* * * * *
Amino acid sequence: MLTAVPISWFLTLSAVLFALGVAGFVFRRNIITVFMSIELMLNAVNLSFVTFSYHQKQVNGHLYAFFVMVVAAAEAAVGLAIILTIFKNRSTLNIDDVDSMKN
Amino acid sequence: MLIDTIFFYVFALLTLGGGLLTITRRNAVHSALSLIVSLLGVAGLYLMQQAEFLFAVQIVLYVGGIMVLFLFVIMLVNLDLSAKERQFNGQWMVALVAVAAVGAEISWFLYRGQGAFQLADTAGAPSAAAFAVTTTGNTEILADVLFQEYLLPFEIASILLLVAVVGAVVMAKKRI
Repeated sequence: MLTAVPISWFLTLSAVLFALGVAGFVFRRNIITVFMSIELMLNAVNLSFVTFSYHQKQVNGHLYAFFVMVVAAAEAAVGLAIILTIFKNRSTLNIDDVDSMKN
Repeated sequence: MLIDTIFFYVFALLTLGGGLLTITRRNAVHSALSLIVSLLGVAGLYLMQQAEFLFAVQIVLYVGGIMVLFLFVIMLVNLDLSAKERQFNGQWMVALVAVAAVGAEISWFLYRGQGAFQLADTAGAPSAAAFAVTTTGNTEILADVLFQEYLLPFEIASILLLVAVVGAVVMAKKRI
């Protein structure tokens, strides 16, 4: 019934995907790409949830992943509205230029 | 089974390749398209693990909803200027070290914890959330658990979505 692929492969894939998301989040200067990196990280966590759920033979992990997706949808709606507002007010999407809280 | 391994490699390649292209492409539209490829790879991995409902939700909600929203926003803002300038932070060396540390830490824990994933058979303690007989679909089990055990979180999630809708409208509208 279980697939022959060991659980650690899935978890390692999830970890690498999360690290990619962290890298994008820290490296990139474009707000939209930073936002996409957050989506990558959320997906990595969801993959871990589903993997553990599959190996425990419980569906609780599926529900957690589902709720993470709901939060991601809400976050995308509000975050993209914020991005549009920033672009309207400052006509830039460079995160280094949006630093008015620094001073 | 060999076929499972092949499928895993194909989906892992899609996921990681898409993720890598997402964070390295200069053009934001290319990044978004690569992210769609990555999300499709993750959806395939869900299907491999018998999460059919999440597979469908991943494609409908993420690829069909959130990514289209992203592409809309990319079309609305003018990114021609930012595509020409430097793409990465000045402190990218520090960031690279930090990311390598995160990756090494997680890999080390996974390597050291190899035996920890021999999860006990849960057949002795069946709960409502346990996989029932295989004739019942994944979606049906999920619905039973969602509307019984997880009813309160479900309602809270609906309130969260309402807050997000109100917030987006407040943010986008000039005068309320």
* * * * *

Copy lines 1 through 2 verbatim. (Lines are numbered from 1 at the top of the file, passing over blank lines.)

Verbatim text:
Amino acid sequence: MLTAVPISWFLTLSAVLFALGVAGFVFRRNIITVFMSIELMLNAVNLSFVTFSYHQKQVNGHLYAFFVMVVAAAEAAVGLAIILTIFKNRSTLNIDDVDSMKN
Amino acid sequence: MLIDTIFFYVFALLTLGGGLLTITRRNAVHSALSLIVSLLGVAGLYLMQQAEFLFAVQIVLYVGGIMVLFLFVIMLVNLDLSAKERQFNGQWMVALVAVAAVGAEISWFLYRGQGAFQLADTAGAPSAAAFAVTTTGNTEILADVLFQEYLLPFEIASILLLVAVVGAVVMAKKRI